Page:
SAY ONE THING FOR 2020, it sure was filled with surprises.
Most channel pros entered the year with momentum at their back and high hopes for the future. Then came a global public health crisis, cascading stay-at-home orders, mounting small business closures, and an abrupt contraction in technology spending. Those were in turn followed by recovering GDP figures and the arrival of vaccines on the one hand, and political turmoil plus an agonizing year-end spike in coronavirus casualties on the other. As we sent this issue of ChannelPro to press, the future, while far brighter than last spring, remains hard to predict.
Welcome to a State of the Channel report unlike any before it, in which we compare data collected last summer and fall in what already feels like a different era to research conducted a year earlier in heady pre-pandemic times, as well as interim polling from last April when fear, uncertainty, and doubt were at their peak.
The analysis that follows very much reflects the last year’s ups and downs, but ultimately tells a tale worthy of relief and even gratitude: Though our readers suffered real damage when the virus arrived and the economy shut down, most of them came through the darkest days of 2020 less wounded than many once feared, and some even thrived. They entered 2021, as a result, with an understandably wary but nonetheless real sense of optimism.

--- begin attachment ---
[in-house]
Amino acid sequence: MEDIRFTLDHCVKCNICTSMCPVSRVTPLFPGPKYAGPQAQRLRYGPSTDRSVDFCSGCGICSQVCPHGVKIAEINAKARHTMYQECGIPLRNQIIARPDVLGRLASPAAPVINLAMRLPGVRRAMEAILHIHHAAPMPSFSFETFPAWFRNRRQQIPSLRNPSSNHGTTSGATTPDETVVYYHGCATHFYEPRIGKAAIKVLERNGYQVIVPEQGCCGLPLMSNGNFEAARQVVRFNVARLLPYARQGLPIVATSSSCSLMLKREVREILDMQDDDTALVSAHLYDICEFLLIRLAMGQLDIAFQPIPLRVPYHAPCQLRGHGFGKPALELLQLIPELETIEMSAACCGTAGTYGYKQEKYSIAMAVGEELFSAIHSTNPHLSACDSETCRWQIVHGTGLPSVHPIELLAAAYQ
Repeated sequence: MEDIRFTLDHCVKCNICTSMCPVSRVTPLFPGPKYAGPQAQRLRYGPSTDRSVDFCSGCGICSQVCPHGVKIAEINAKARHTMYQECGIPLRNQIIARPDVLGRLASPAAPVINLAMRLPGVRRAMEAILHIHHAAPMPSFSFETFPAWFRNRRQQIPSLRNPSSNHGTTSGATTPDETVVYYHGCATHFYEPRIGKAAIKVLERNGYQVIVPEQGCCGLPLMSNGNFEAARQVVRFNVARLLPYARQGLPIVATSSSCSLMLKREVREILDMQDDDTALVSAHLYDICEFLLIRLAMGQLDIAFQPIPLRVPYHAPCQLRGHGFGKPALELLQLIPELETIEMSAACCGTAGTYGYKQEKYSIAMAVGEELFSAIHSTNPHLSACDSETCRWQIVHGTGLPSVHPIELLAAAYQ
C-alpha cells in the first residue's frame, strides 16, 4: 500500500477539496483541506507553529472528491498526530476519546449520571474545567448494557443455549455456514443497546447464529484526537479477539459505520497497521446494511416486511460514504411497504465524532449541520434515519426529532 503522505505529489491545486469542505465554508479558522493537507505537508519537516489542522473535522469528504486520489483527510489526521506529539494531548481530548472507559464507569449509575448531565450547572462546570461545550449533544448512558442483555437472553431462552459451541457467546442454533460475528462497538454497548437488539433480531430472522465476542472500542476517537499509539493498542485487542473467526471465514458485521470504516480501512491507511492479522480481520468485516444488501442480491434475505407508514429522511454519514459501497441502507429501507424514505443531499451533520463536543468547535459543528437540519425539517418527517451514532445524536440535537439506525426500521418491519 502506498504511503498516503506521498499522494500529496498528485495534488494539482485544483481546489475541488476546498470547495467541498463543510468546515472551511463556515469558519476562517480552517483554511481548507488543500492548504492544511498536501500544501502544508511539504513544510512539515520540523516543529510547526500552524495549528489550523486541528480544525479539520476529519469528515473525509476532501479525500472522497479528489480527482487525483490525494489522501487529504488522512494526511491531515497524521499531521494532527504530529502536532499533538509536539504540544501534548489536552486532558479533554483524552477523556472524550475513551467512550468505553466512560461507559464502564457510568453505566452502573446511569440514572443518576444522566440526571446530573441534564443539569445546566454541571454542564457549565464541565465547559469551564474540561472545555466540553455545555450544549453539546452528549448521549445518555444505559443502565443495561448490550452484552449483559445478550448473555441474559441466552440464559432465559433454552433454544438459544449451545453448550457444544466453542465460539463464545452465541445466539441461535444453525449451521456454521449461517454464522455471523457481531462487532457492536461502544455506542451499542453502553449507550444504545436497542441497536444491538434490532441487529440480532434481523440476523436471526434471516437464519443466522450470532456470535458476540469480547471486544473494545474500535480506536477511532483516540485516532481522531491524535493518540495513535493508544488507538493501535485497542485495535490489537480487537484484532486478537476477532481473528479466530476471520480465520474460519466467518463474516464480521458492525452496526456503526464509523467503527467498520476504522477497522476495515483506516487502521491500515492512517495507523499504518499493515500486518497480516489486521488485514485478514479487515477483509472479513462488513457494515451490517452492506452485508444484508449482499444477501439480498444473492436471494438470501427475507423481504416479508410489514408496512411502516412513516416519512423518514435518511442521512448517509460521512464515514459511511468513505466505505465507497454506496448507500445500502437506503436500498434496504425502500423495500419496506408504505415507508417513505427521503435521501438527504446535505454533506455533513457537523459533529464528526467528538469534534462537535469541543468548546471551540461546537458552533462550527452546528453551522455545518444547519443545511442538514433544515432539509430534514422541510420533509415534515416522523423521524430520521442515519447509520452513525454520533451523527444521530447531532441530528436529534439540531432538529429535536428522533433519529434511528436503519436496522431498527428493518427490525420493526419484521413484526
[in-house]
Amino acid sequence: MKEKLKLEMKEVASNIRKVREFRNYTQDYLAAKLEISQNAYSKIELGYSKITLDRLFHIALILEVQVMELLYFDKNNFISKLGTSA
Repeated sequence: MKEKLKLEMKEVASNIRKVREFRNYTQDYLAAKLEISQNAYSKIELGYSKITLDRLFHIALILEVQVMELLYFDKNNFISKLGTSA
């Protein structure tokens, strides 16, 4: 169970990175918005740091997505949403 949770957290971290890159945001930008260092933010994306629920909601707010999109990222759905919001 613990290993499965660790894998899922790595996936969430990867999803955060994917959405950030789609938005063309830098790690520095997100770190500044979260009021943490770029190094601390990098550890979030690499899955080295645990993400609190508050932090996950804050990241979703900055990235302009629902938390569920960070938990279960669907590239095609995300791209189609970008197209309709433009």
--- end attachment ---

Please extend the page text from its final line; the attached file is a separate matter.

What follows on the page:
Down but Coming Back
Not surprisingly, the arrival of lockdown orders last spring took an immediate toll on the channel’s expectations for the future. When we asked readers to forecast the year ahead going into 2020, 63% projected much or somewhat better conditions for channel pros, 65% predicted the same for the economy as a whole, and 71% prophesied the same for themselves. When we asked them again last April, those figures had plummeted to 22% predicting much or somewhat better conditions for channel pros, 16% saying the same for the economy, and 24% saying the same for themselves.
They were right to be concerned too. Fully 48% of respondents to this year’s survey say revenue was somewhat lower in 2020 due to the coronavirus and another 22% say it was much lower. Furthermore, 63% say revenue is still a little or well behind where it was before the pandemic.
The services our readers offer were less profitable in 2020 too, even in critical fields. For example, the portion of readers who called margins on BDR, security services, and networking average or low in last year’s survey stood at 56%, 56%, and 66%, respectively. In this year’s study, those numbers rose to 61%, 63%, and 74%.
Vital markets for remote work weren’t spared from profit erosion either. While 36% of readers called margins on videoconferencing average or low in last year’s survey, 50% say the same in the new one. And while global sales of desktops, notebooks, and workstations jumped 13.1% in 2020, according to IDC, as businesses rolled out new and improved hardware to home-based employees, fully 71% of respondents to this year’s study call PC margins average or low, versus 59% a year earlier.